Watching kids learn to walk is one of my favorite childhood steps. Everyone does it at their own pace in their own time. Lilou has been remarkably fast! In fact, she was walking before 11 months – and she crawled first.
Watching little people go from a stumbling, staggering step or two to strutting about, pompous, big-headed with their own personal discovery of mobility, cracks me up every time. Lilou is currently walking like an elegant sumo wrestler, belly-first. She can almost run. She loves to fast step it and then collapse on the floor in protest at the feet of whoever has recently said “no” to anything. If that person moves, she gets up, books it over there and collapses again on their feet, prostrate.
Each of our kids have their own way of expressing discontent. Tess shrieks and throws some of the most elaborate temper tantrums I have ever seen. She pretty much rends her clothing, and then anything else nearby that looks easy to throw. Remy either settles in for the longest, stoniest stare of all time under furrowed brow, or for the whiniest, crocodile tear-filled tirade we’ve ever seen.
I can’t, daddy! (Sob)
His staying power is legendary, and can last hours. The same could be said of Tess, who’s longest standoff reached 10 hours. She won. We’d rather have stubborn and smart over short attention spans any day. (Please remind me I said that the next time one of the kids loses it.)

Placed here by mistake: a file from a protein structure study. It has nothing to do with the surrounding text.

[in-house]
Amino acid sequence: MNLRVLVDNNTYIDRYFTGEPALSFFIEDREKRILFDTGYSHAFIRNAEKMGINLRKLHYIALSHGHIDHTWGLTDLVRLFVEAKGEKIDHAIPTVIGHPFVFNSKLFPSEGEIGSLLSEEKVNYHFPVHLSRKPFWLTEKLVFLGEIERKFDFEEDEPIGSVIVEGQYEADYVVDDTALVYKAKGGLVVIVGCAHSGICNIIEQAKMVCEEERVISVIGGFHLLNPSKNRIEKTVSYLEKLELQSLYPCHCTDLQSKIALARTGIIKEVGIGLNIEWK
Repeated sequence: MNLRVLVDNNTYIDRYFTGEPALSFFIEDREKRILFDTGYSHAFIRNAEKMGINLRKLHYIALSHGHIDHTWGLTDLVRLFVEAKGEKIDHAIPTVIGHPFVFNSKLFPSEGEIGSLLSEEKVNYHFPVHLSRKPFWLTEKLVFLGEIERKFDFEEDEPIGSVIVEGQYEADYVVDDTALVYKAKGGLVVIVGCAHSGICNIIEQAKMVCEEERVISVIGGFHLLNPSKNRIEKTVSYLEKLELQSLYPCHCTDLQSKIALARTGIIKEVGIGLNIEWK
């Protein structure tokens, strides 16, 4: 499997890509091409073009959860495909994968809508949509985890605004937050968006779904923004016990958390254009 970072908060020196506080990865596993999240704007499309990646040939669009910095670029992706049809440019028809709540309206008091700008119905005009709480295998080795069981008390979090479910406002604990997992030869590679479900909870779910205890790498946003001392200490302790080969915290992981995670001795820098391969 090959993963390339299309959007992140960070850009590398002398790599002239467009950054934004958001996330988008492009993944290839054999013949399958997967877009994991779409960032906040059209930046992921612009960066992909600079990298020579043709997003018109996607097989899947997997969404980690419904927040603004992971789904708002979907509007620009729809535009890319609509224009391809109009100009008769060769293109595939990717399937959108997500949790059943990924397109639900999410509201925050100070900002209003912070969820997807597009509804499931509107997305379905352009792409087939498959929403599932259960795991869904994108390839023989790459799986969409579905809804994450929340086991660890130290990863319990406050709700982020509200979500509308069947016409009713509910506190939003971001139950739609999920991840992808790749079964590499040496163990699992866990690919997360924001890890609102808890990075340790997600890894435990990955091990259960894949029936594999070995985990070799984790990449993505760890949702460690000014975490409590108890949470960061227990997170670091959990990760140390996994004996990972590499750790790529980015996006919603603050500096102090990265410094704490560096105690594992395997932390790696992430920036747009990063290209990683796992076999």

Lilou is one of the happiest babies we’ve ever seen. She has the world’s cutest giggle, and cracks a smile whenever anyone or anything delights her, which is often. She is equally disposed to expressing her displeasure in as elaborate form as she can manage. These days, that means the slow build, silent cry.
At first, we had to rush to do whatever would make that sad cry stop. It’s been a few months now; we are on to her game. The crying routine starts anytime we say “no”. She is a new walker – we say no all the time! It’s usually to keep her safe from herself. (She still tries to go downstairs face first.) These days, as she cries her big, silent cry with tears running down her cheeks, she’ll watch us sideways out of the corner of her eye. I can see her thinking, “I’m going to need a new technique. They’re on to me.” My personal favorite is when the silent cry stops abruptly so she can take a good swig of her formula!
Griffin is the mellowest of the bunch, at least for now. He smiles any time we say his name, and delights when he catches us looking at him. He loves a head rub, and being held. Still, if we do not jump when he cries in hunger, he lets loose a house-thundering roar! He gets so mad it makes him sweaty and red to his hairline, all in a matter of seconds. It’s remarkable for such a little person with such an even temperament! He even makes Tess and Remy jump.
Tess and Remy’s personalities seemed clear from the day we met them. Lilou and Griffin aren’t that different. Still, I find the year 1 to 2 the most and enlightening in terms of who we’ll be raising for the next – oh, rest of our lives. Lilou is right on the cusp of language and more elaborate social interaction. She’s already amazingly responsive to us and her siblings. How amazing will it be when she can talk?! The verbal strutting will be epic.